But the rival concept which has been in our minds this afternoon is that of justice, and when one searches for it, as it seems to me in this context and probably in others, it can lead one into many subjective interpretations of what will in fact produce it. So again this Bill is justified by its protagonists on the grounds that it embodies justice. It embodies justice as those who believe in it see justice; but that is no more absolute than, I am afraid, is truth in this concept, and it suffers from a grave extent of subjectivity. Heaven forfend that I, or indeed perhaps this House, should attempt to come to a definitive conclusion about either of these mighty matters, but does it not give us cause to think that when we do consider this matter in Committee, as I am sure we shall, we should do so with extremely open minds? I shall not be wedded to any necessary commitment to truth being the one indisputable stronghold in the quagmire of the law of defamation if the noble and learned Lord will also abandon the rigidity or the robustness of his approach (I do not mean to criticise him in any way) about the way in which the Bill is drafted at the moment. After all, he has put in the concept of the public interest (which was not there before) in response to what I suspect was overwhelming pressure. He is now being pressed to make further changes. If what we want to do is to get a good Bill, then let us by all means attempt further to analyse these matters.

Lastly, what really worries me about the public interest—and I am no expert on the law of defamation—was borne out by those two noble and learned Lords who so pre-eminently do know, Lord Diplock and Lord Hodson, both of whom say that there is this trouble about the public interest, that it changes quite quickly, not only between one judge and another but over a fairly short period of time. If you are a journalist or author, or indeed I suppose if you are a librarian, and you wish to avoid getting into trouble, your faith has to be of a very substantial degree indeed. Your advice has to be very sound and extraordinarily far-sighted before you can know in advance whether you are really safe.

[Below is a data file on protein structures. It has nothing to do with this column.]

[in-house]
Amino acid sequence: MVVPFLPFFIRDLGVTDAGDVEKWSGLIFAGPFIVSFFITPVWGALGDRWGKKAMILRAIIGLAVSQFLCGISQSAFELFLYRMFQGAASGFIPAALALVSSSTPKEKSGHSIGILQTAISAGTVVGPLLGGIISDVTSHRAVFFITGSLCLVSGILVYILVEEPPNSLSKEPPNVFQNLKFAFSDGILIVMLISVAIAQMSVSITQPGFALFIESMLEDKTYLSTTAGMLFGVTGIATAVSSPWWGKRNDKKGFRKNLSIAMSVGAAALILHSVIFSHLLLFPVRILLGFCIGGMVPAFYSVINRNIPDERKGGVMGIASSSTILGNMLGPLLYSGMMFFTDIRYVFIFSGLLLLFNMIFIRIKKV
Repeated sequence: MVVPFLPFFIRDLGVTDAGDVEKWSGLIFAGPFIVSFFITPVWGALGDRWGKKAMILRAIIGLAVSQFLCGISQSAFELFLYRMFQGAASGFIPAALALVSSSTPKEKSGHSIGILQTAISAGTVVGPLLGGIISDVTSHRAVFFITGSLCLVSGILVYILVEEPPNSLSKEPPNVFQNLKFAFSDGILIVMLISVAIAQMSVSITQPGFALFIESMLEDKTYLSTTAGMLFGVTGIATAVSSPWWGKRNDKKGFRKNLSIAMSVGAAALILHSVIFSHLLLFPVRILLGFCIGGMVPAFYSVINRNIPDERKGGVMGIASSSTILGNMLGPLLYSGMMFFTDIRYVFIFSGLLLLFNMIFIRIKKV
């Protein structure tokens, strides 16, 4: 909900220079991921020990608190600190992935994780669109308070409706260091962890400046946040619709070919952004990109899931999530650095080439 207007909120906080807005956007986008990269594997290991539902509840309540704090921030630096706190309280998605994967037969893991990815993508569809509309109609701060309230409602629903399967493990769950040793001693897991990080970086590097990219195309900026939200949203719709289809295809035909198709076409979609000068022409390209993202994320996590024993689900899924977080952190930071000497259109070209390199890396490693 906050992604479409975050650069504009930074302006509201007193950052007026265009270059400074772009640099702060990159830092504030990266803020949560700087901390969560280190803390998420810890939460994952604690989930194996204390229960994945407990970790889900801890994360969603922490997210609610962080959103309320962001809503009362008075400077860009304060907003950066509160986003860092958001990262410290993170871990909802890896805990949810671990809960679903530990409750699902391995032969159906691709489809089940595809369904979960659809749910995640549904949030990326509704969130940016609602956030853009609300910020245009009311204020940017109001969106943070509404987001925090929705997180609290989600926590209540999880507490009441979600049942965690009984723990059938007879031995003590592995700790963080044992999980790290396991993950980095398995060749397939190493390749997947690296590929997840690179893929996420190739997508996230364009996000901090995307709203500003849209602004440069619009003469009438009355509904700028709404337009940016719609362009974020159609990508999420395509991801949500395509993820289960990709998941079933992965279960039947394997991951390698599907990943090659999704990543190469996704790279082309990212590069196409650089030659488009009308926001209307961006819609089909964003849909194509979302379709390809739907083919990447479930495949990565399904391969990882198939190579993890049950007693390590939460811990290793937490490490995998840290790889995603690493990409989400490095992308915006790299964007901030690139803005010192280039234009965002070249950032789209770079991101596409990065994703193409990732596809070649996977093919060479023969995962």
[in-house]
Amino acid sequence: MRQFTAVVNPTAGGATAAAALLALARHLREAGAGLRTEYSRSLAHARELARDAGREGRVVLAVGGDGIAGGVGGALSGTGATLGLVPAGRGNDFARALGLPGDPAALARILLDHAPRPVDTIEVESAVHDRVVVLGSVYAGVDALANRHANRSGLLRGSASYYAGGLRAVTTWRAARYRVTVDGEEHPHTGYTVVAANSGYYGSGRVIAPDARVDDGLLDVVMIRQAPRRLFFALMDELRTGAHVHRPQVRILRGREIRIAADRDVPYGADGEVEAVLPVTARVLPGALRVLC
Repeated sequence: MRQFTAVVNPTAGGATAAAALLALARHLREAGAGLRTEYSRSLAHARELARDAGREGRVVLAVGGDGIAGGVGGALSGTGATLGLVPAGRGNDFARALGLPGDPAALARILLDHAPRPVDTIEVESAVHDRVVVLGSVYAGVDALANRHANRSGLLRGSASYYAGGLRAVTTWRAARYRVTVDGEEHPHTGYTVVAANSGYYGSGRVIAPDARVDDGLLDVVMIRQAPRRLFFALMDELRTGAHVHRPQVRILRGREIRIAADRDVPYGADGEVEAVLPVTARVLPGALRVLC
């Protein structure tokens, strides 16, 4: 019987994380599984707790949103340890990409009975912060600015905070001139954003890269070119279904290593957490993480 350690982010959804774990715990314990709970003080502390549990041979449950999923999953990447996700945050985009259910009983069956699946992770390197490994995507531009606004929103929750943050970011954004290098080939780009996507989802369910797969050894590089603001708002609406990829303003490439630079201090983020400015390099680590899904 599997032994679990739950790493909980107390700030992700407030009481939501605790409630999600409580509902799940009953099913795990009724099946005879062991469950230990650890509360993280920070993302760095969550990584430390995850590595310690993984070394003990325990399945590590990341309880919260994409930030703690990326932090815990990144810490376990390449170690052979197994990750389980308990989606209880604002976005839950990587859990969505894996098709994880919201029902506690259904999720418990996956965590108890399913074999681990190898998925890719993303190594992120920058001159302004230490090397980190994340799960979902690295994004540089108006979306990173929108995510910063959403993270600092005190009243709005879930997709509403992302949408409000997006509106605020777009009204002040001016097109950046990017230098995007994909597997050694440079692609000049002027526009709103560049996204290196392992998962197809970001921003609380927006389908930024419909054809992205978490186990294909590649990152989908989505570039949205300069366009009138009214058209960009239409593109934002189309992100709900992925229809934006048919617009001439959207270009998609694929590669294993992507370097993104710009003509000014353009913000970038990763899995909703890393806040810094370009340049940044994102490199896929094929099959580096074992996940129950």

The conclusion of the noble and learned Lord, Lord Diplock, was that people would play safe and would not publish, and I do not believe that that is necessarily in the public interest either. After all, what was hushed up might have been information that was held to be in the public interest. Therefore, we are moving in very difficult and complicated areas of the law. If those who have spoken this afternoon will really apply their minds to improving this Bill, then I believe that in his turn the noble and learned Lord, Lord Gardiner, will still be prepared to listen, and I believe that he would do his own cause a very great disservice if he did not.

7.31 p.m.


My Lords, I am very grateful to all those noble Lords who have taken part in the Second Reading of this Bill. May I first congratulate the noble Lord, Lord Wigoder, on his admirable maiden speech? If I may say so, I take a special interest in his presence in this House as we have in this House men appointed because they have earned a certain reputation in their own speciality, and while that of course applies to the noble and learned Lords of Appeal, I think that the noble Lord, Lord Wigoder, and I are the only two barristers who have ever found themselves in this House without any other qualification—in my case, at least—except that of being a member of the Bar. We all listened with delight to his speech. There was a point about which I had thought of asking him, because I was a little puzzled about it, and that was regarding a letter from the Bar Council stating the views of our Council, followed by a letter saying that the Bar Council had never considered the Bill. Perhaps he would like to intervene now on this puzzling point.


My Lords, if I might give the information, the letter from the Chairman of the Bar Council came as the result of a meeting of the Executive Committee at which ten people were present, the item not being on the agenda beforehand.